We played more board games when friends came out from the UK at the end of the summer. Again, it was mostly Settlers of Catan, with a few rounds of Carcassonne as well. We enjoyed the games so much playing with friends Jörn and Sheila that we decided we needed our own sets, and ordered them from Amazon in the UK, couriered out to Cyprus by our friends. So naturally we had to teach them how to play.
This board game theme has continued into the Autumn. Now that we have our own versions of the games, Richard and I can play alone sometimes. The games aren't as good as playing with more than two people, but they're still a good way to unwind.
I've developed an unfortunate trend of winning too many games of Settlers, so Richard likes to play Carcassonne too, which he wins more often. It's harder to develop strategies for that, particularly when only two are playing. In the game we played a couple of weeks ago, we particularly liked the layout by the end, which somehow managed to have all the inner gaps filled in tidily:
On Wednesday this week, we played again. This time I actually won (by one point!) and the end layout of the tiles wasn't quite so tidy:
It was quite a long game, so I was a bit tired by the time we started our round of two-person Settlers (something which needs slightly adjusted rules; we've developed our own house rules for it based on several options I found online). I managed to win by having both the largest army and, slightly to my surprise, the longest street:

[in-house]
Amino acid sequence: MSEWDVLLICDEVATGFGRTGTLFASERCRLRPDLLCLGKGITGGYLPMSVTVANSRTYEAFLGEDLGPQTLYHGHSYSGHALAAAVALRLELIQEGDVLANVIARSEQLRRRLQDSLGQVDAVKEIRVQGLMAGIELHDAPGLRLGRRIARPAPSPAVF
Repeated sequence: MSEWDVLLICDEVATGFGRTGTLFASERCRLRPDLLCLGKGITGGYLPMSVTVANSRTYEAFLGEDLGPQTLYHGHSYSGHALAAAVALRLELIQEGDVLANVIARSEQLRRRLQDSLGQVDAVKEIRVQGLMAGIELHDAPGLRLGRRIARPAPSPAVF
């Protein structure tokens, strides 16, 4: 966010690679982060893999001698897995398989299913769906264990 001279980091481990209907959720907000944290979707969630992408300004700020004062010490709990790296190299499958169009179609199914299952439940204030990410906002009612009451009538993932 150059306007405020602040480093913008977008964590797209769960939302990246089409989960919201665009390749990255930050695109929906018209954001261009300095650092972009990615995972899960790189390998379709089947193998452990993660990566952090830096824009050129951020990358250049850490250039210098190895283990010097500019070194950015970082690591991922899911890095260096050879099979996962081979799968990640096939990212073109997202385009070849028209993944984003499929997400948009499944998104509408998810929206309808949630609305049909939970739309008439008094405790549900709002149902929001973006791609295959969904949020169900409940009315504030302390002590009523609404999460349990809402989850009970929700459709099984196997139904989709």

Our other local friends, Joan and Mark (when I say 'local', I mean 'within easy walking distance') also like to play some board games. We've played a lot of Scrabble with them, and also some Rummikub. But last night we took Settlers of Catan with them, and started to teach them that. As we'd already played a couple of rounds of Rummikub, we didn't start until 9pm, and since it goes slowly when explaining the game - which has a lot of complexities - we were nowhere near finished by 10.15pm, by which time two of us were starting to get a little tired.
So we decided to end at 10.30, rather than play to 12 or even 10 points.
I don't think Joan wanted her photo taken:
- and it was a very interesting game, at the end. Nobody was obviously winning, and by the time we stopped (at the end of a round) we were a little surprised to work out that it was a draw. Not just between two people: all four of us had exactly seven points each. An ideal ending to an enjoyable evening.